In vivo RNAi technology is replacing classical genetics in screens and conditional targeting of gene function. It also has applications in crop improvement, pest control, and medicine.
Targeted gene silencing by RNA interference allows the study of gene function in plants and animals. In cell culture and small animal models, genetic screens can be performed—even tissue-specifically in Drosophila—with genome-wide RNAi libraries. However, a major problem with the use of RNAi approaches is the unavoidable false-positive error caused by off-target effects. Until now, this is minimized by computational RNAi design, comparing RNAi to the mutant phenotype if known, and rescue with a presumed ortholog. The ultimate proof of specificity would be to restore expression of the same gene product in vivo. Here, we present a simple and efficient method to rescue the RNAi-mediated knockdown of two independent genes in Drosophila. By exploiting the degenerate genetic code, we generated Drosophila
RNAi Escape Strategy Construct (RESC) rescue proteins containing frequent silent mismatches in the complete RNAi target sequence. RESC products were no longer efficiently silenced by RNAi in cell culture and in vivo. As a proof of principle, we rescue the RNAi-induced loss of function phenotype of the eye color gene white and tracheal defects caused by the knockdown of the heparan sulfate proteoglycan syndecan. Our data suggest that RESC is widely applicable to rescue and validate ubiquitous or tissue-specific RNAi and to perform protein structure–function analysis.
High-throughput screening using RNAi is a powerful gene discovery method but is often complicated by false positive and false negative results. Whereas false positive results associated with RNAi reagents has been a matter of extensive study, the issue of false negatives has received less attention.
We performed a meta-analysis of several genome-wide, cell-based Drosophila RNAi screens, together with a more focused RNAi screen, and conclude that the rate of false negative results is at least 8%. Further, we demonstrate how knowledge of the cell transcriptome can be used to resolve ambiguous results and how the number of false negative results can be reduced by using multiple, independently-tested RNAi reagents per gene.
RNAi reagents that target the same gene do not always yield consistent results due to false positives and weak or ineffective reagents. False positive results can be partially minimized by filtering with transcriptome data. RNAi libraries with multiple reagents per gene also reduce false positive and false negative outcomes when inconsistent results are disambiguated carefully.
RNA interference (RNAi) has emerged as a powerful tool to generate loss-of-function phenotypes in a variety of organisms. Combined with the sequence information of almost completely annotated genomes, RNAi technologies have opened new avenues to conduct systematic genetic screens for every annotated gene in the genome. As increasing large datasets of RNAi-induced phenotypes become available, an important challenge remains the systematic integration and annotation of functional information. Genome-wide RNAi screens have been performed both in Caenorhabditis elegans and Drosophila for a variety of phenotypes and several RNAi libraries have become available to assess phenotypes for almost every gene in the genome. These screens were performed using different types of assays from visible phenotypes to focused transcriptional readouts and provide a rich data source for functional annotation across different species. The GenomeRNAi database provides access to published RNAi phenotypes obtained from cell-based screens and maps them to their genomic locus, including possible non-specific regions. The database also gives access to sequence information of RNAi probes used in various screens. It can be searched by phenotype, by gene, by RNAi probe or by sequence and is accessible at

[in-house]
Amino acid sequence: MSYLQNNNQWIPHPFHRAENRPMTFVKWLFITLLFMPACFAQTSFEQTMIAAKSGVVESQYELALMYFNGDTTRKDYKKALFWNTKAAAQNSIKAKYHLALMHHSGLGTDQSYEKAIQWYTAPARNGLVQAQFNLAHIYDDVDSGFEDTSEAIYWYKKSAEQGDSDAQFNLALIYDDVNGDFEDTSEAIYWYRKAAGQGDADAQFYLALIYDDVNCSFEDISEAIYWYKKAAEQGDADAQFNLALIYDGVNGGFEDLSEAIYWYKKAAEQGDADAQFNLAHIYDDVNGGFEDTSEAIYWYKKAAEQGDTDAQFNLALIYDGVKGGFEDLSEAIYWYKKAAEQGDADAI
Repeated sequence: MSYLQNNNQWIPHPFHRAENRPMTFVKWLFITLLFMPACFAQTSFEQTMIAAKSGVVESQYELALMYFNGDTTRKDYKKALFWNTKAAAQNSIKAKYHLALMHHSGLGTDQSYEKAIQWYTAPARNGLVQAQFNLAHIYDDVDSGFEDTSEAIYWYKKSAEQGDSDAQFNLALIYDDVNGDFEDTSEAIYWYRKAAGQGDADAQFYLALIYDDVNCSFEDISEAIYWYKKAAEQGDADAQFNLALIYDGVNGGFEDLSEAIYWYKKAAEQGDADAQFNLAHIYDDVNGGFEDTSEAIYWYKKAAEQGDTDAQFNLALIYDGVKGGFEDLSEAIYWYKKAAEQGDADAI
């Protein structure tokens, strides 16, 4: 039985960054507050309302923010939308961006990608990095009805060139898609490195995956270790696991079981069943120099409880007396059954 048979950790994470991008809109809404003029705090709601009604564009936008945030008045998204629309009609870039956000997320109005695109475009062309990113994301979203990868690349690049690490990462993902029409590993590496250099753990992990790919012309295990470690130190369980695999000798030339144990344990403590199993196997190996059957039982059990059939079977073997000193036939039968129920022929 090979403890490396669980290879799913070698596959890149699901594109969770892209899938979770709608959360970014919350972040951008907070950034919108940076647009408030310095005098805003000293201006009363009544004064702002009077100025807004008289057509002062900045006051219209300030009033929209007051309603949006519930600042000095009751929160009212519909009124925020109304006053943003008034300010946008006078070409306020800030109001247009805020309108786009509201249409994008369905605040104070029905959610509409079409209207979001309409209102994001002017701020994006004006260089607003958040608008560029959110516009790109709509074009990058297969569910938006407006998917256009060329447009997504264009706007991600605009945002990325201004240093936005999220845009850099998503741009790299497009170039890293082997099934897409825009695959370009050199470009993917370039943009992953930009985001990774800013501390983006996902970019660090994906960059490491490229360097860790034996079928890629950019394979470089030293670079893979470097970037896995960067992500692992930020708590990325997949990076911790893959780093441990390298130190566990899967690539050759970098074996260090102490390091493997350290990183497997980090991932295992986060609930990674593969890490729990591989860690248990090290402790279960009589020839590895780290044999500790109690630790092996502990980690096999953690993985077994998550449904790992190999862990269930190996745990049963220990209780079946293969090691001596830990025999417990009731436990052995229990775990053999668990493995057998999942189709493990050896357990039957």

Genome-scale RNA-interference (RNAi) screens are becoming ever more common gene discovery tools. However, whilst every screen identifies interacting genes, less attention has been given to how factors such as library design and post-screening bioinformatics may be effecting the data generated.
Here we present a new genome-wide RNAi screen of the Drosophila JAK/STAT signalling pathway undertaken in the Sheffield RNAi Screening Facility (SRSF). This screen was carried out using a second-generation, computationally optimised dsRNA library and analysed using current methods and bioinformatic tools. To examine advances in RNAi screening technology, we compare this screen to a biologically very similar screen undertaken in 2005 with a first-generation library. Both screens used the same cell line, reporters and experimental design, with the SRSF screen identifying 42 putative regulators of JAK/STAT signalling, 22 of which verified in a secondary screen and 16 verified with an independent probe design. Following reanalysis of the original screen data, comparisons of the two gene lists allows us to make estimates of false discovery rates in the SRSF data and to conduct an assessment of off-target effects (OTEs) associated with both libraries. We discuss the differences and similarities between the resulting data sets and examine the relative improvements in gene discovery protocols.
Our work represents one of the first direct comparisons between first- and second-generation libraries and shows that modern library designs together with methodological advances have had a significant influence on genome-scale RNAi screens.